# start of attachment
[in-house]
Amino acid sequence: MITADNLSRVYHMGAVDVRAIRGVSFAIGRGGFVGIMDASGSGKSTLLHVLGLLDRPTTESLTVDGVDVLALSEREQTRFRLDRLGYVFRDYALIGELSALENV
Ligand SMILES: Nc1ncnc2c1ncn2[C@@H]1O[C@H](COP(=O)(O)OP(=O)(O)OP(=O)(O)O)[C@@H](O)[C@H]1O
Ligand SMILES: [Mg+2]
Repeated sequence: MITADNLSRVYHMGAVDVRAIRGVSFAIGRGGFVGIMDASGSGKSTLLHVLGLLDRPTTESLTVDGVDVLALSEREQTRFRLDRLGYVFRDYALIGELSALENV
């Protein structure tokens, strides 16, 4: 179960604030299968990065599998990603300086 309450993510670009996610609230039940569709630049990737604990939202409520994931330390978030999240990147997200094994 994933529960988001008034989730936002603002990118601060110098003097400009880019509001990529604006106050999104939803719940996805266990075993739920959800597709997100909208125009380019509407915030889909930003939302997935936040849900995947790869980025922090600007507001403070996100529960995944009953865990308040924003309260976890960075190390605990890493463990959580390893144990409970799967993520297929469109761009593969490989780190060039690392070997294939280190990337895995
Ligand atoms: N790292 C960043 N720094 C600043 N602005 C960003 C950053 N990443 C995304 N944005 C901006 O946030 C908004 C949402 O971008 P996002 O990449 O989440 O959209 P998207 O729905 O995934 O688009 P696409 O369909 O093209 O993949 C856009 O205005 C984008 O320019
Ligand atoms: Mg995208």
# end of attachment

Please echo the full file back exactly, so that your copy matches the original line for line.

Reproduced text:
[in-house]
Amino acid sequence: MITADNLSRVYHMGAVDVRAIRGVSFAIGRGGFVGIMDASGSGKSTLLHVLGLLDRPTTESLTVDGVDVLALSEREQTRFRLDRLGYVFRDYALIGELSALENV
Ligand SMILES: Nc1ncnc2c1ncn2[C@@H]1O[C@H](COP(=O)(O)OP(=O)(O)OP(=O)(O)O)[C@@H](O)[C@H]1O
Ligand SMILES: [Mg+2]
Repeated sequence: MITADNLSRVYHMGAVDVRAIRGVSFAIGRGGFVGIMDASGSGKSTLLHVLGLLDRPTTESLTVDGVDVLALSEREQTRFRLDRLGYVFRDYALIGELSALENV
């Protein structure tokens, strides 16, 4: 179960604030299968990065599998990603300086 309450993510670009996610609230039940569709630049990737604990939202409520994931330390978030999240990147997200094994 994933529960988001008034989730936002603002990118601060110098003097400009880019509001990529604006106050999104939803719940996805266990075993739920959800597709997100909208125009380019509407915030889909930003939302997935936040849900995947790869980025922090600007507001403070996100529960995944009953865990308040924003309260976890960075190390605990890493463990959580390893144990409970799967993520297929469109761009593969490989780190060039690392070997294939280190990337895995
Ligand atoms: N790292 C960043 N720094 C600043 N602005 C960003 C950053 N990443 C995304 N944005 C901006 O946030 C908004 C949402 O971008 P996002 O990449 O989440 O959209 P998207 O729905 O995934 O688009 P696409 O369909 O093209 O993949 C856009 O205005 C984008 O320019
Ligand atoms: Mg995208």